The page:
Standard M2 safety features include antilock brakes, traction and stability control, side airbags for the front seats and full-length side curtain airbags. Optional equipment includes a rearview camera, a lane departure warning system, and frontal collision warning and mitigation with automatic braking.
Crash test results are not available for the M2, but the BMW 2 Series on which it is based received the Insurance Institute for Highway Safety's highest score of "Good" in the small-overlap and moderate-overlap frontal impact crash tests, as well as a "Good" score in the side-impact, roof strength and seat/head restraint tests.
As a more performance-focused car, the 2016 BMW M2 makes some sacrifices in everyday drivability. The suspension is rather stiff, and road noise is ever-present and can be intrusive on coarse asphalt. Unlike on some other rival models, you can't get the M2 with an adaptive suspension.
None of these drawbacks should deter the core M2 audience, though. There's a torrent of power from just off idle all the way to redline, and the transmission ratios are well spaced to keep that power on tap. The engine and exhaust emit a burly growl at idle that grows to a mechanical howl as revs climb. It sounds great and even better, it's all real (Some other M cars enhance it with synthesized noise through the speakers). The manual transmission isn't the easiest to operate smoothly, but you can always go with the generally excellent DCT automated tranny.
Handling is very responsive, yet forgiving when pushed to (or just past) the limit. It's an excellent car for drivers who want to sharpen their skills, and poses enough of a challenge for them to grow into it. Drivers of any skill level, however, will be able to appreciate how undeniably entertaining it is to drive on a racetrack or winding mountain pass.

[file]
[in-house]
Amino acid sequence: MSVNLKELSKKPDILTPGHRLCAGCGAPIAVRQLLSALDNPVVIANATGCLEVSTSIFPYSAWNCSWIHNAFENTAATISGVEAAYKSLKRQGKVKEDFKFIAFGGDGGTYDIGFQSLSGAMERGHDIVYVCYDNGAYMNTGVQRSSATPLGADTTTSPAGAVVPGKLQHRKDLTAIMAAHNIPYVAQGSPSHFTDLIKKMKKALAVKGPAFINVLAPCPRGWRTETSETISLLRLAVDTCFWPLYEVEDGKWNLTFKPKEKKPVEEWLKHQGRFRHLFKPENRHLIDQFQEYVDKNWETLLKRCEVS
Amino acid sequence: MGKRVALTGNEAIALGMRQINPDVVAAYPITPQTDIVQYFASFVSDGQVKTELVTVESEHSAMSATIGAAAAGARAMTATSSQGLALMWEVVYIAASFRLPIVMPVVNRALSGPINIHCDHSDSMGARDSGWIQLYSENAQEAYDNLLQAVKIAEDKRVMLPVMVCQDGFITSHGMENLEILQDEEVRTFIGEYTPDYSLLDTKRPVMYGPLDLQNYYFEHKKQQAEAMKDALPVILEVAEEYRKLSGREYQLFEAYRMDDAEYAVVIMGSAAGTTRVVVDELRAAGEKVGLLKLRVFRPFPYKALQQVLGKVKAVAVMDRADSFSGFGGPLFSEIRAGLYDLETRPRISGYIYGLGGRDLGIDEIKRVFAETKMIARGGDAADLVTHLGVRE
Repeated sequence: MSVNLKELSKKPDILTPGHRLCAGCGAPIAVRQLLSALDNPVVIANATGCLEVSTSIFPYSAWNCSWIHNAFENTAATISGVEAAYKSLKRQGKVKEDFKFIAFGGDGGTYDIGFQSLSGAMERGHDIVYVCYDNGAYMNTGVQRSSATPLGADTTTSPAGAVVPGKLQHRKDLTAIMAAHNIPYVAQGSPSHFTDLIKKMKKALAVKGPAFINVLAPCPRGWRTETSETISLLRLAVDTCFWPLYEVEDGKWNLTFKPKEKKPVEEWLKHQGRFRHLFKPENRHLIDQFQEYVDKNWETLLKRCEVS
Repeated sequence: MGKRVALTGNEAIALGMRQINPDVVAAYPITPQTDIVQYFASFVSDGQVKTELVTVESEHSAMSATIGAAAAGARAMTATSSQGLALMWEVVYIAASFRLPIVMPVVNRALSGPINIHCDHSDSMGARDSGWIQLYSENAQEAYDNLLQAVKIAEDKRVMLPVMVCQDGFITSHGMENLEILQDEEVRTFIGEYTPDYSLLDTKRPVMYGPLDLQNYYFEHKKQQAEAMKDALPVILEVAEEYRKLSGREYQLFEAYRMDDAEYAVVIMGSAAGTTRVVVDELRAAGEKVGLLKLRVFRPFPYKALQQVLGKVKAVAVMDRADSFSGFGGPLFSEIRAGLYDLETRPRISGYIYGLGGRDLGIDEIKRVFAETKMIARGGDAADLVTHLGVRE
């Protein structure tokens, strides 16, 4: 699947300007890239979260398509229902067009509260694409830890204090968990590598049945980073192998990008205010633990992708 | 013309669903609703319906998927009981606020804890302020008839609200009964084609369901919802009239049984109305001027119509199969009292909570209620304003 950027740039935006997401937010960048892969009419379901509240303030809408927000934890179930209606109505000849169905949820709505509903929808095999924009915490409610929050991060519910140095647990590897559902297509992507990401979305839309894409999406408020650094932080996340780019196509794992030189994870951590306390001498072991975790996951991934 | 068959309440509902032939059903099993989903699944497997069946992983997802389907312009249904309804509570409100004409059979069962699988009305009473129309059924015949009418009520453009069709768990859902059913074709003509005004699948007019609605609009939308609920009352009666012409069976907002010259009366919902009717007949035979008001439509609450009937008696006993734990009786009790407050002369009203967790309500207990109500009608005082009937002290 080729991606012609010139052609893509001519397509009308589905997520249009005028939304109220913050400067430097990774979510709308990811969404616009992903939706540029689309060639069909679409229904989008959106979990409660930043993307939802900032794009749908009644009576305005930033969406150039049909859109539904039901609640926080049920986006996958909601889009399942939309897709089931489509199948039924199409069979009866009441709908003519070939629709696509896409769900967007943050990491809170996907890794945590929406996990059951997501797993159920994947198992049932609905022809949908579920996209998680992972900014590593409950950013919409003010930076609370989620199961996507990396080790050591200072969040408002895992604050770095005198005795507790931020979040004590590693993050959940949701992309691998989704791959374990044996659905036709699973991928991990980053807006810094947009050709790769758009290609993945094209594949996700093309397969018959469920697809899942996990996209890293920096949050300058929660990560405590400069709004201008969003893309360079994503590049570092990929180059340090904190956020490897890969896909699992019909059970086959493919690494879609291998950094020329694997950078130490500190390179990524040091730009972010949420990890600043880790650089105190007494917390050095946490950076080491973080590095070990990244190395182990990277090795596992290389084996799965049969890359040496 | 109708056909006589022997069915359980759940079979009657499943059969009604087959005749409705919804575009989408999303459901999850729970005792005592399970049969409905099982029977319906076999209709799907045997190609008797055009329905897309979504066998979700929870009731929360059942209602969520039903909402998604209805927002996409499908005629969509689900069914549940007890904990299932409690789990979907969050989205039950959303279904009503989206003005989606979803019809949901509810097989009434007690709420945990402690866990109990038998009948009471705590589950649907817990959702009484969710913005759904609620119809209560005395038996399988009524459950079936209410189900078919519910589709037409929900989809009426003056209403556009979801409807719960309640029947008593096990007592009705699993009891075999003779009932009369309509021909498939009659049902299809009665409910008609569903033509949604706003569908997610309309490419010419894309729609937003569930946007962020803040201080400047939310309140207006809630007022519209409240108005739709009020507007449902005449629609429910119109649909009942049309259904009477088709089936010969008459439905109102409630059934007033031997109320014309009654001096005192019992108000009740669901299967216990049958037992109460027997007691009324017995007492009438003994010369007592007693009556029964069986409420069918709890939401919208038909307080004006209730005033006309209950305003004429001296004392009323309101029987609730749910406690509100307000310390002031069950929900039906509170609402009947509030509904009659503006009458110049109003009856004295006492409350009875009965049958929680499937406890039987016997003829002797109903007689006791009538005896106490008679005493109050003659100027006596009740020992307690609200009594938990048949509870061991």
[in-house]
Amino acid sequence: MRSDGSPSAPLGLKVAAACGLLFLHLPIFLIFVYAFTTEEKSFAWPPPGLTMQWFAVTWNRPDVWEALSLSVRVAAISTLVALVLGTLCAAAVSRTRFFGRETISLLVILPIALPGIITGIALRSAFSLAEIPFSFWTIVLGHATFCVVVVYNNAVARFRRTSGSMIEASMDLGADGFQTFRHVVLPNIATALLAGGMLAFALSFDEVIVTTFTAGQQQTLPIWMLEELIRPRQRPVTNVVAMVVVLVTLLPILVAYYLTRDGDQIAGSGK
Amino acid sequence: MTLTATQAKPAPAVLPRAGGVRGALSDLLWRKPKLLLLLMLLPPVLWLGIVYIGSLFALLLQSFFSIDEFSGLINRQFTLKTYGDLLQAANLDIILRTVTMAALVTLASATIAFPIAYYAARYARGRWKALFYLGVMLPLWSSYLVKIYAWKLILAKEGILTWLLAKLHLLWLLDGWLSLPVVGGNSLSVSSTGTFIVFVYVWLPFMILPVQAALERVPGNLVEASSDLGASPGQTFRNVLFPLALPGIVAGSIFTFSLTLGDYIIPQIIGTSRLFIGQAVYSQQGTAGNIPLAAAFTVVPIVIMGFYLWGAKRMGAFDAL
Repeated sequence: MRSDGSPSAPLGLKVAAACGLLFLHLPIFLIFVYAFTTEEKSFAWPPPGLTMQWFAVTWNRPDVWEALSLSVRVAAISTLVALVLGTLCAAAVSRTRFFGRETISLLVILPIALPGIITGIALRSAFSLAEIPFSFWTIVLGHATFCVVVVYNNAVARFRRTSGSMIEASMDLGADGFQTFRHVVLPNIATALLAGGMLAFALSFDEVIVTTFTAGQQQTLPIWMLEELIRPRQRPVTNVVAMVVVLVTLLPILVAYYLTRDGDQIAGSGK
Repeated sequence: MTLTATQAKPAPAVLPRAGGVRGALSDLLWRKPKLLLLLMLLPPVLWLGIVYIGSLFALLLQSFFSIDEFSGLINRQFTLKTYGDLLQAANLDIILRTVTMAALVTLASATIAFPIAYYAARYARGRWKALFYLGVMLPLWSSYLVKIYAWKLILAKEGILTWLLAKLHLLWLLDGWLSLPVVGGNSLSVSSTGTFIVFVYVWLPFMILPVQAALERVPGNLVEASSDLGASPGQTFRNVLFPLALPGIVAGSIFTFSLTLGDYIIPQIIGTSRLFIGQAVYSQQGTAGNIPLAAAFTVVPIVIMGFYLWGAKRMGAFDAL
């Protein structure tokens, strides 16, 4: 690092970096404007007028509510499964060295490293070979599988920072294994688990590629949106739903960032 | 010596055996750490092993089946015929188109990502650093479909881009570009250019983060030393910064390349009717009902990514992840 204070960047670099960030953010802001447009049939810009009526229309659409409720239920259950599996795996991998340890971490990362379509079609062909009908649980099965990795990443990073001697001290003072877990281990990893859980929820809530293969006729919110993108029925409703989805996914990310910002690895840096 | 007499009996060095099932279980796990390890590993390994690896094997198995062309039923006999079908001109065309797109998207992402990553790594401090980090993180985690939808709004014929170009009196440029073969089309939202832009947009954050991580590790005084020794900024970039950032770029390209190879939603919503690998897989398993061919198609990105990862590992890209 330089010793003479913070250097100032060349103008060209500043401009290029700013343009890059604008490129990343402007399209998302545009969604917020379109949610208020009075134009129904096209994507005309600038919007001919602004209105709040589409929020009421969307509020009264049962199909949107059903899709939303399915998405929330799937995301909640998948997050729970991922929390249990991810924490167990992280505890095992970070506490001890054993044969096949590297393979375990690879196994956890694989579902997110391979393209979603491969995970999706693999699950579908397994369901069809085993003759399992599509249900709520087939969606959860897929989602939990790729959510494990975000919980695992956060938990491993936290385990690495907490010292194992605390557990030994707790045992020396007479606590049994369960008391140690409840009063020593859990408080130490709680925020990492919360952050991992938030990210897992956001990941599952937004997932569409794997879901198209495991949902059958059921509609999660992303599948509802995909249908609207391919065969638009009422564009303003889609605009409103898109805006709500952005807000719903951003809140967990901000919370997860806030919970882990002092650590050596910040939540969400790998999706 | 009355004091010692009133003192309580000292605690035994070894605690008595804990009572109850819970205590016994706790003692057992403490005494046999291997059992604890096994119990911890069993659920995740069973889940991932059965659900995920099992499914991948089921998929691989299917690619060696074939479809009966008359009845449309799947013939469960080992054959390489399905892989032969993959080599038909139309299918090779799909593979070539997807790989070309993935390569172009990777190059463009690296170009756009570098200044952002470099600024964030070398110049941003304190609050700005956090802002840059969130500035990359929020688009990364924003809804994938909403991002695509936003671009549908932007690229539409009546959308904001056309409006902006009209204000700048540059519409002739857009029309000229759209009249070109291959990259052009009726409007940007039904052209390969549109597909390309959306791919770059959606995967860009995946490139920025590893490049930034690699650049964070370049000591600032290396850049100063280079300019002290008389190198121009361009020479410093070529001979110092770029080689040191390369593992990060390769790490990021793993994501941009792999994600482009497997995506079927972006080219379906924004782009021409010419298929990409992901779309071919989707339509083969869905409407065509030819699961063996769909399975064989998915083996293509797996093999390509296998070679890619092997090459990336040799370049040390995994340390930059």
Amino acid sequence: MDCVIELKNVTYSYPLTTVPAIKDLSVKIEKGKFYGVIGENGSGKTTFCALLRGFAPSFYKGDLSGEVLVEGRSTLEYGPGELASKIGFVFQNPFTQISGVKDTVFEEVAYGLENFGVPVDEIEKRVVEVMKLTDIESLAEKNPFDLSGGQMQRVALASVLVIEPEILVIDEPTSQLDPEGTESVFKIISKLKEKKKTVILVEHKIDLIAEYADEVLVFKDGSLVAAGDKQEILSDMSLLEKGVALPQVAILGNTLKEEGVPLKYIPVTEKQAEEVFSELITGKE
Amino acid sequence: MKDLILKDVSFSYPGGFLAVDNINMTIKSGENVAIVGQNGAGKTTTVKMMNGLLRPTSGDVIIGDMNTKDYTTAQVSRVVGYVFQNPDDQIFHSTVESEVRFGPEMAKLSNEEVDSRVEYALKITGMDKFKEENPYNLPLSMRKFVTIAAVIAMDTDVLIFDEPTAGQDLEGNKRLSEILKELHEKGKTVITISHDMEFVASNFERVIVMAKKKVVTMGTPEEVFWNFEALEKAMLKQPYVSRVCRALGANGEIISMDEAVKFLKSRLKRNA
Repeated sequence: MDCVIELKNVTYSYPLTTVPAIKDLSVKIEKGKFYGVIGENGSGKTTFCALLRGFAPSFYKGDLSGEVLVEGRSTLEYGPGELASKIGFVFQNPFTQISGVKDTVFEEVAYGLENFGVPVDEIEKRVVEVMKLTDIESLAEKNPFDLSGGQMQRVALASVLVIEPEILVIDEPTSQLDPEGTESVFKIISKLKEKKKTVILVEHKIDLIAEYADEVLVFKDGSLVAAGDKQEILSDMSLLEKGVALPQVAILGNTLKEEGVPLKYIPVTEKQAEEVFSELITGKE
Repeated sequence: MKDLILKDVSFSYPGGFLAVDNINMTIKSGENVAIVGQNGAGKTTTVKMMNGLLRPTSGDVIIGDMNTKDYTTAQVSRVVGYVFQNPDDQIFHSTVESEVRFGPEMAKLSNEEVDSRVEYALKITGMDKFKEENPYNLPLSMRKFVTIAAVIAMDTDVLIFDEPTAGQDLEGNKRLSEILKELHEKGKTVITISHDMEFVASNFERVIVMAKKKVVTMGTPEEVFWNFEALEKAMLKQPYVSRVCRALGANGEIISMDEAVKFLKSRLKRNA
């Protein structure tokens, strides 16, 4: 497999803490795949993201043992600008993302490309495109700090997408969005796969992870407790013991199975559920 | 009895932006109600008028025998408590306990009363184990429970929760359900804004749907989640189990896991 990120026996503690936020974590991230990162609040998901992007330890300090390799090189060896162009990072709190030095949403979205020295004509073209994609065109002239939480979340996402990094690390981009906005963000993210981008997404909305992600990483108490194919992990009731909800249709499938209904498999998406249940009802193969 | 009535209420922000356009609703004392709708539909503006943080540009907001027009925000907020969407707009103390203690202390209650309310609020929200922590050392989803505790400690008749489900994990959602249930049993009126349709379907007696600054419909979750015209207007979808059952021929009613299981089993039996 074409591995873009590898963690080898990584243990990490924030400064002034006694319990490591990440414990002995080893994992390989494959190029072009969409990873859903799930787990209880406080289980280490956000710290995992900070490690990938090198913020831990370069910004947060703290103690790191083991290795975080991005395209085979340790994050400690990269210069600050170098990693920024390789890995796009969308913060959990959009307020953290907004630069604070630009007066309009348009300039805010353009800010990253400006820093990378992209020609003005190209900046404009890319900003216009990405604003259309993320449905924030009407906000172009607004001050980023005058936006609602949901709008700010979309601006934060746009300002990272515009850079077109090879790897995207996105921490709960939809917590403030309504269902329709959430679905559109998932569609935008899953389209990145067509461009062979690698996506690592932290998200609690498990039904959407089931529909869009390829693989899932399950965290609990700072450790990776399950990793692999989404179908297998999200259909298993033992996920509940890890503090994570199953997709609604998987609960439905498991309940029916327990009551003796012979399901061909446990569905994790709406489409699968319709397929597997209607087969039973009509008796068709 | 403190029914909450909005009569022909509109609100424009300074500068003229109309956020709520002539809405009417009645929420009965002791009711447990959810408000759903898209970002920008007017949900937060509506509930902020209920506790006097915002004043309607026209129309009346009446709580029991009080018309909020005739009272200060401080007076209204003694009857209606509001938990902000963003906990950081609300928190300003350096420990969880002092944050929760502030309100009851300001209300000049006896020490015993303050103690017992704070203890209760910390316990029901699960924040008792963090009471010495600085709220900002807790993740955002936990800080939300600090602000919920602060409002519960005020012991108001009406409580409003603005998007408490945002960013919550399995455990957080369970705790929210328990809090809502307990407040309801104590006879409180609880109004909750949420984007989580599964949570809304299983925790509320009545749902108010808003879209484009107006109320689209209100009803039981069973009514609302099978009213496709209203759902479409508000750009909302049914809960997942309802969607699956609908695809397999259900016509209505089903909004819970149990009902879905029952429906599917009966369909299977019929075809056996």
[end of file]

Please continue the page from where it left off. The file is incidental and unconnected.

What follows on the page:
The 2016 BMW M2's interior benefits from minor tweaks to the standard 2 Series' already admirable cabin. Materials quality is respectable for the entry-level luxury class, with appropriate padding for passenger comfort and well-grained but hard plastics everywhere else. The M2 dresses things up slightly with racy faux-suede inserts, blue contrasting stitching and the subtle use of "M" badges.
It takes a little effort to familiarize yourself with BMW's iDrive infotainment system, but overall it's pretty easy to use, and the large 8.8-inch display is notable for its crisp graphics.
Front seats feature aggressive side bolstering for excellent support when cornering hard, but remain fairly comfortable after several hours behind the wheel. As with the regular 2 Series, the rear seats are best for smaller passengers only due to the low-mounted cushions and lack of headroom.
The M2's 13.8-cubic-foot cargo capacity is generous for the class, and the low, wide opening makes loading heavier objects easier. Remote seatback releases further simplify the loading of bulkier cargo. Interior storage is adequate, with moderately sized bins, pockets and cupholders.
edmunds expert review process
This review was written by a member of Edmunds' editorial team of expert car reviewers. Our team drives every car you can buy. We put the vehicles through rigorous testing, evaluating how they drive and comparing them in detail to their competitors.
We're also regular people like you, so we pay attention to all the different ways people use their cars every day. We want to know if there's enough room for our families and our weekend gear and whether or not our favorite drink fits in the cupholder. Our editors want to help you make the best decision on a car that fits your life.